If you've never seen a swarm here's what it looks like, filmed at a tall grass prairie in Nebraska (20 seconds).

 

The ants are so preoccupied with mating that they don't pay attention to what's nearby and are easy prey for migrating dragonflies, cedar waxwings, and even ring-billed gulls.

 

Don't worry. The swarms are not termites. Termites make their nuptial flights in the spring and, if you look closely, they're different from ants.  Ants have pinched waists and "nodes" at their waistlines. Termites do not.  Here's a visual comparison -- not to scale -- of fire ants on the left and eastern subterranean termites on the right.

Compare body shape of two wingless insects: fireants and eastern subterranean termites (photos from Wikimedia Commons)

Compare body shape of two wingless insects: fire ants and eastern subterranean termites (photos from Wikimedia Commons)

 

In autumn in Pennsylvania the swarms are sometimes citronella ants, Lasius interjectus (shown at top) or Lasius claviger, described here by Penn State Cooperative Extension.  The name comes from their lemon smell when threatened or crushed.

Citronella ants spend their whole lives underground except when they emerge to mate.  They're actually "farmers" who tend their livestock -- aphids -- and harvest the aphids' honeydew.  This video describes a citronella ant colony.

 

After the nuptial flight the male ants die and the fertilized queens shed their wings.  They don't just shed them, they yank them off!  Watch this citronella ant use two of her six legs to pull off each wing (7 seconds).

And then the queen walks off to find an underground place to nest.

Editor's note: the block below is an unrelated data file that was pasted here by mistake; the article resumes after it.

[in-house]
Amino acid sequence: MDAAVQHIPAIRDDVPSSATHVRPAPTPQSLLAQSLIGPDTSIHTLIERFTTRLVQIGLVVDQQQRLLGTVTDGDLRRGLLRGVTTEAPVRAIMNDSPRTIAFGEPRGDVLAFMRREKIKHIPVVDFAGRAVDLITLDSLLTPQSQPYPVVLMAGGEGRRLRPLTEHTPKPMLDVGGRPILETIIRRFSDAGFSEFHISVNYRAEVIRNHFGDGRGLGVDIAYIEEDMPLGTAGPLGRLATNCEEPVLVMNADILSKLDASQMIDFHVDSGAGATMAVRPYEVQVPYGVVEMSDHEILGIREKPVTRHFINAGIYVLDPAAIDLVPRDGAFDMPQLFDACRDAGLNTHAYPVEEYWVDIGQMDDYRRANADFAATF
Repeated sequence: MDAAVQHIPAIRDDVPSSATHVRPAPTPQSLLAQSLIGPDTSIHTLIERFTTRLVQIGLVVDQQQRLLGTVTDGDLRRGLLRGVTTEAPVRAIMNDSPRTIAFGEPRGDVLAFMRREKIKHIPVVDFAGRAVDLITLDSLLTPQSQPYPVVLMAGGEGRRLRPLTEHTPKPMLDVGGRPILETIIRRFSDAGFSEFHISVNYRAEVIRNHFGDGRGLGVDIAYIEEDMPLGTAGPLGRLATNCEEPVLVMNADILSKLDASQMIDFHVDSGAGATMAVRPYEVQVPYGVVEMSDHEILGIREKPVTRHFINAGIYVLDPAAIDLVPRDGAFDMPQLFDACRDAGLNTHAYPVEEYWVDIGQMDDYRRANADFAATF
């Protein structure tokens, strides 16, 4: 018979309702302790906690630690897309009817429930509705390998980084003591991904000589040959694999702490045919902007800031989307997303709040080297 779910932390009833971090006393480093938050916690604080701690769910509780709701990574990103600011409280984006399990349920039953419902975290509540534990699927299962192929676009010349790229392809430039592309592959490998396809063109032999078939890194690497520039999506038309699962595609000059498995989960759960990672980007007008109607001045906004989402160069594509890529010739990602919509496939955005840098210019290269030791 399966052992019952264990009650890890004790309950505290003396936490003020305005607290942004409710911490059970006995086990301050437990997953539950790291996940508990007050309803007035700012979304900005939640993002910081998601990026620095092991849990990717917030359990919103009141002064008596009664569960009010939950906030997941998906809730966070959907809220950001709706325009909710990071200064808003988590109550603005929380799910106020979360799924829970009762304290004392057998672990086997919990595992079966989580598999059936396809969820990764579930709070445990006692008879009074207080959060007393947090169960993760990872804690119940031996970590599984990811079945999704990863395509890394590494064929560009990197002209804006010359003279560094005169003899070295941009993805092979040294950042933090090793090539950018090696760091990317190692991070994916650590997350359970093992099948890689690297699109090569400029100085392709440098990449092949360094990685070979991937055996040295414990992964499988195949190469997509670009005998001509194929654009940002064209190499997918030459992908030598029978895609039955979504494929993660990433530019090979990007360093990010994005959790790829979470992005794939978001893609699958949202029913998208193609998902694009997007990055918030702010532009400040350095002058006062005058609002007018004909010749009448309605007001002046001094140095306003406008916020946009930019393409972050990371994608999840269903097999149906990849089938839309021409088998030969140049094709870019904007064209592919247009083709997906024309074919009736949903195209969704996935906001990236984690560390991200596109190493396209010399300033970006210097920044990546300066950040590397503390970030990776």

There are so many ant species that it takes an expert to identify them.  If you know which ones fly at the Allegheny Front Hawk Watch in September, please let me know.

 

(photo credits: citronella ant photo Lasius interjectus by Alex Wild via SmugMug, composite photo of fire ants and eastern subterranean termites from Wikimedia Commons.  video credits: Ant swarm in Nebraska by Evan Barrientos on YouTube. Citronella ants by Chris Egnoto - The Naturalist's Path on YouTube.  Ant yanking off its wings by David Shane on YouTube)

3 responses so far

Oct 12 2017

When Will The First Junco Arrive?

Published by under Migration

Dark-eyed Junco (photo by Bobby Greene)

Dark-eyed Junco (photo by Bobby Greene)

Since mid-September summer has lingered in Pittsburgh with temperatures spiking 15-20 degrees above normal.  Does this mean fall arrivals will be delayed?

Here's what normally happens outdoors in late October and early November.  Let's watch to see if it's on schedule.

  • Fall colors peak in mid-October, especially red and sugar maples.  The oaks turn red at the end of the month.
  • First frost in Pittsburgh around October 20.  First hard frost around Halloween. (Really?!?  Keep your eye on this one.)
  • Most trees will lose their leaves by November 8.
  • Most flowers have gone to seed though witch hazel, bottle gentian, hardy goldenrods and asters are blooming.
  • The warblers are gone but white-throated sparrows, dark-eyed juncos and American tree sparrows will arrive to stay through winter.
  • Broad-winged hawks are gone but red-tailed hawks, kestrels and sharp-shins are now on the move. Don't miss seeing golden eagles at the Allegheny Front Hawk Watch from late October through November.